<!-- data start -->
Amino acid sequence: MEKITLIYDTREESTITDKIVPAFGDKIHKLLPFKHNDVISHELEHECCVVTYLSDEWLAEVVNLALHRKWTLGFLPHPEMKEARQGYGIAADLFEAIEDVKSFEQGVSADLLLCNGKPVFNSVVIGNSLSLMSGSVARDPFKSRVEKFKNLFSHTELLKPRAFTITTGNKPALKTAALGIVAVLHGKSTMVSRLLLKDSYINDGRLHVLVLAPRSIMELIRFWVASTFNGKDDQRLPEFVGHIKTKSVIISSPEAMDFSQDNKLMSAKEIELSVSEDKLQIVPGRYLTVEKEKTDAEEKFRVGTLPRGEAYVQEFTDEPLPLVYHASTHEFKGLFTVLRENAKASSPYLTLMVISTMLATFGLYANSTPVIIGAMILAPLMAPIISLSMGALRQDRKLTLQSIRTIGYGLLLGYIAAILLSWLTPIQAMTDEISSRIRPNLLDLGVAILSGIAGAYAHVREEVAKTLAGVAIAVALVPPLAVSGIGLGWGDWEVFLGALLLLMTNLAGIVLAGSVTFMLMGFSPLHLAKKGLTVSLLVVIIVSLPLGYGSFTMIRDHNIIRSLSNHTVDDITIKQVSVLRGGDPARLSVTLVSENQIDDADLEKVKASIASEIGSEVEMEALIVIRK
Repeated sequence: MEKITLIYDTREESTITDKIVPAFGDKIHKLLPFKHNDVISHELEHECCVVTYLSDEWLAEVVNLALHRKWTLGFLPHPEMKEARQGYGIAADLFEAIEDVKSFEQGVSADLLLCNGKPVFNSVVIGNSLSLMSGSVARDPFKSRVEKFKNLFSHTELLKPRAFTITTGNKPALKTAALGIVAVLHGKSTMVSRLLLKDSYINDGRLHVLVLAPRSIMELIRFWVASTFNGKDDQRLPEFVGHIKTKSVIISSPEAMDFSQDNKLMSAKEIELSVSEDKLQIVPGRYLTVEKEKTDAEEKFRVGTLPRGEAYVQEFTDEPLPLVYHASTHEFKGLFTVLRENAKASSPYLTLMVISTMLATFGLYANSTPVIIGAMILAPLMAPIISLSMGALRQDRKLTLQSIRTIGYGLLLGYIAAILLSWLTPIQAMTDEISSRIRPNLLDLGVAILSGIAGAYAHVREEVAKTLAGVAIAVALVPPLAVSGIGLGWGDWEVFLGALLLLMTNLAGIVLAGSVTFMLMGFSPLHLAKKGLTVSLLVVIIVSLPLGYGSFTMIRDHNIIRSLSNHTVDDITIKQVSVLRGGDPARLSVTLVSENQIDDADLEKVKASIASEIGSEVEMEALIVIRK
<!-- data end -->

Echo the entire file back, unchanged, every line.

Amino acid sequence: MEKITLIYDTREESTITDKIVPAFGDKIHKLLPFKHNDVISHELEHECCVVTYLSDEWLAEVVNLALHRKWTLGFLPHPEMKEARQGYGIAADLFEAIEDVKSFEQGVSADLLLCNGKPVFNSVVIGNSLSLMSGSVARDPFKSRVEKFKNLFSHTELLKPRAFTITTGNKPALKTAALGIVAVLHGKSTMVSRLLLKDSYINDGRLHVLVLAPRSIMELIRFWVASTFNGKDDQRLPEFVGHIKTKSVIISSPEAMDFSQDNKLMSAKEIELSVSEDKLQIVPGRYLTVEKEKTDAEEKFRVGTLPRGEAYVQEFTDEPLPLVYHASTHEFKGLFTVLRENAKASSPYLTLMVISTMLATFGLYANSTPVIIGAMILAPLMAPIISLSMGALRQDRKLTLQSIRTIGYGLLLGYIAAILLSWLTPIQAMTDEISSRIRPNLLDLGVAILSGIAGAYAHVREEVAKTLAGVAIAVALVPPLAVSGIGLGWGDWEVFLGALLLLMTNLAGIVLAGSVTFMLMGFSPLHLAKKGLTVSLLVVIIVSLPLGYGSFTMIRDHNIIRSLSNHTVDDITIKQVSVLRGGDPARLSVTLVSENQIDDADLEKVKASIASEIGSEVEMEALIVIRK
Repeated sequence: MEKITLIYDTREESTITDKIVPAFGDKIHKLLPFKHNDVISHELEHECCVVTYLSDEWLAEVVNLALHRKWTLGFLPHPEMKEARQGYGIAADLFEAIEDVKSFEQGVSADLLLCNGKPVFNSVVIGNSLSLMSGSVARDPFKSRVEKFKNLFSHTELLKPRAFTITTGNKPALKTAALGIVAVLHGKSTMVSRLLLKDSYINDGRLHVLVLAPRSIMELIRFWVASTFNGKDDQRLPEFVGHIKTKSVIISSPEAMDFSQDNKLMSAKEIELSVSEDKLQIVPGRYLTVEKEKTDAEEKFRVGTLPRGEAYVQEFTDEPLPLVYHASTHEFKGLFTVLRENAKASSPYLTLMVISTMLATFGLYANSTPVIIGAMILAPLMAPIISLSMGALRQDRKLTLQSIRTIGYGLLLGYIAAILLSWLTPIQAMTDEISSRIRPNLLDLGVAILSGIAGAYAHVREEVAKTLAGVAIAVALVPPLAVSGIGLGWGDWEVFLGALLLLMTNLAGIVLAGSVTFMLMGFSPLHLAKKGLTVSLLVVIIVSLPLGYGSFTMIRDHNIIRSLSNHTVDDITIKQVSVLRGGDPARLSVTLVSENQIDDADLEKVKASIASEIGSEVEMEALIVIRK